HUNTINGTON, Emery County —A new University of Utah study mapped hundreds of aftershocks following the Crandall Canyon Mine collapse — considerably more than previously thought.
The study identified 759 seismic events before the Aug. 6, 2007 mine collapse, and 569 aftershocks that followed. Before this most recent study, researchers knew of about 55 seismic events. Bob Murray, the mine's owner, originally blamed an earthquake for the collapse, but seismograph station data indicated that the mine's collapse is what registered a 4.1 magnitude on seismometers.
The study looked through seismometer records for tremors as small as minus -1: about the amount of energy released by a hand grenade.
"Any understanding we can get toward learning how and why mine collapses happen is going to be of interest to the mining community," said Tex Kubacki, a University of Utah master's student in mining engineering.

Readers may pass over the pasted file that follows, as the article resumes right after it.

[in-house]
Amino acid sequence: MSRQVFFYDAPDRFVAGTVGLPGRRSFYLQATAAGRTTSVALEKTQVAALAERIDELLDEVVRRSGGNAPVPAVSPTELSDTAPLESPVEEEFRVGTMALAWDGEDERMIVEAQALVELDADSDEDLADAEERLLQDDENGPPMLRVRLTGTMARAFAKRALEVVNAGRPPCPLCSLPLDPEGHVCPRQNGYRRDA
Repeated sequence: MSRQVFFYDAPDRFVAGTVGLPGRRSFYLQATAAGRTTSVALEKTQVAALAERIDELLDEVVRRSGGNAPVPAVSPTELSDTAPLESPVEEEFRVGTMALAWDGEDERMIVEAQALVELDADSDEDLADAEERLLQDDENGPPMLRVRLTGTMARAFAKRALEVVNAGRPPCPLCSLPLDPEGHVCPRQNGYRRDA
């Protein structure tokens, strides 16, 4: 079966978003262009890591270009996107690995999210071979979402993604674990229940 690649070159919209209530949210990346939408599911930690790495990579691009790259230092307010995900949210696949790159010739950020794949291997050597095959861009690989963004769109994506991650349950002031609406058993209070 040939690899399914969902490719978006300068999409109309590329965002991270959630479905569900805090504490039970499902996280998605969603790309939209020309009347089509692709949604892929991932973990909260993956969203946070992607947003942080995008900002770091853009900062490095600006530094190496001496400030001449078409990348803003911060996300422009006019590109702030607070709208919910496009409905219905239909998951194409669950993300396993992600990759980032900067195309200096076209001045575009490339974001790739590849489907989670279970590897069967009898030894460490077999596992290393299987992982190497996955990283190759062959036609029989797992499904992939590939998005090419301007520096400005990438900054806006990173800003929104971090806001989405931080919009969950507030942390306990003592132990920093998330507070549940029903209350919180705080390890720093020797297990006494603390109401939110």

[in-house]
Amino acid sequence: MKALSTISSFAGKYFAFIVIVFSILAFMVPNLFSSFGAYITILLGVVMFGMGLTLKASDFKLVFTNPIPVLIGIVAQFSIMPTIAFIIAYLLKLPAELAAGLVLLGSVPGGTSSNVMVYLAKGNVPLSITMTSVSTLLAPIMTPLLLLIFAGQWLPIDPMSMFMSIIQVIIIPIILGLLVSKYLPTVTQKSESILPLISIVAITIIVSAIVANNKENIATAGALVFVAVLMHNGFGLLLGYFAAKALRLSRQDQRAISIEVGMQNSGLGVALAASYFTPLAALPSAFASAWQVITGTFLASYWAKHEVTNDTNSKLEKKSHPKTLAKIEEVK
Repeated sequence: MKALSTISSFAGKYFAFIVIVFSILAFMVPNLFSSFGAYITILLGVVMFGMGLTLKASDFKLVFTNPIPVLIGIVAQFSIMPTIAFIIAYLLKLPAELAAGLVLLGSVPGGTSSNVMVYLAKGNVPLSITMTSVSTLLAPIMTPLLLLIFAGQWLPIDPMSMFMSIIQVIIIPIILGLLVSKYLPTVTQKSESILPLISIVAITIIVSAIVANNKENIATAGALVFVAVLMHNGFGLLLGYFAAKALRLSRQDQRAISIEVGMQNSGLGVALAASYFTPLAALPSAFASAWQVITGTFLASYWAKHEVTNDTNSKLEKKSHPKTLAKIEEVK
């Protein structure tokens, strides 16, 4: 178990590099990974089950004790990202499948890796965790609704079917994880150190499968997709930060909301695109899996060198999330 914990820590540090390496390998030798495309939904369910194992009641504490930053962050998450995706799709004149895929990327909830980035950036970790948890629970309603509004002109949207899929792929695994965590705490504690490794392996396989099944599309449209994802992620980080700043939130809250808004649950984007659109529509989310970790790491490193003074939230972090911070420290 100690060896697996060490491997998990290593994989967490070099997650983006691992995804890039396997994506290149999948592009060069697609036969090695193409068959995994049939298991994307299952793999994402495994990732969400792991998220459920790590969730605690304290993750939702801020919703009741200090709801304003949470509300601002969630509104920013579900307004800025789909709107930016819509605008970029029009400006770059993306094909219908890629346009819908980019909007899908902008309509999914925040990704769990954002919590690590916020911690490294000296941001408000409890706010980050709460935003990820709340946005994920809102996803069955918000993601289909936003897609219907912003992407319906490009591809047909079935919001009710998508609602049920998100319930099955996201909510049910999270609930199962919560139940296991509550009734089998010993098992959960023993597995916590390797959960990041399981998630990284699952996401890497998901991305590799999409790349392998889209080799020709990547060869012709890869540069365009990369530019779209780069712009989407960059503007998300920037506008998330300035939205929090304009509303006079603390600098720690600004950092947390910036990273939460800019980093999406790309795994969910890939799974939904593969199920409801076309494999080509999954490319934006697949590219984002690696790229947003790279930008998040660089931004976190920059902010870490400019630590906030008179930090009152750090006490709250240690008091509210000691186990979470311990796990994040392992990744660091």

A 2008 study by the U. of U. found the collapse area covered 50 acres, but the new study shows that it extended further west than previously thought.
"Any understanding we can get toward learning how and why mine collapses happen is going to be of interest to the mining community."
The map, said Kubacki, "helps us better delineate the extent of the collapse at Crandall Canyon. It's gotten bigger."
The new information indicates that tremors mostly occurred in about three areas, rather than the two known areas. In the first area, miners working westward were buried in the mine's initial collapse. In the second, three rescuers were killed in a collapse on the east end. The third, researchers say, was on the very west end of the mine where no miners were working.
"We have three clusters to look at and try to come up with an explanation of why there were three. They are all related to the collapse," said Michael McCarter, co-author of the study and a University of Utah professor of mining engineering.
They identified as many as 1,022 seismic events before the collapse and 1,167 aftershocks, but the evidence of that many events was weak, the authors said.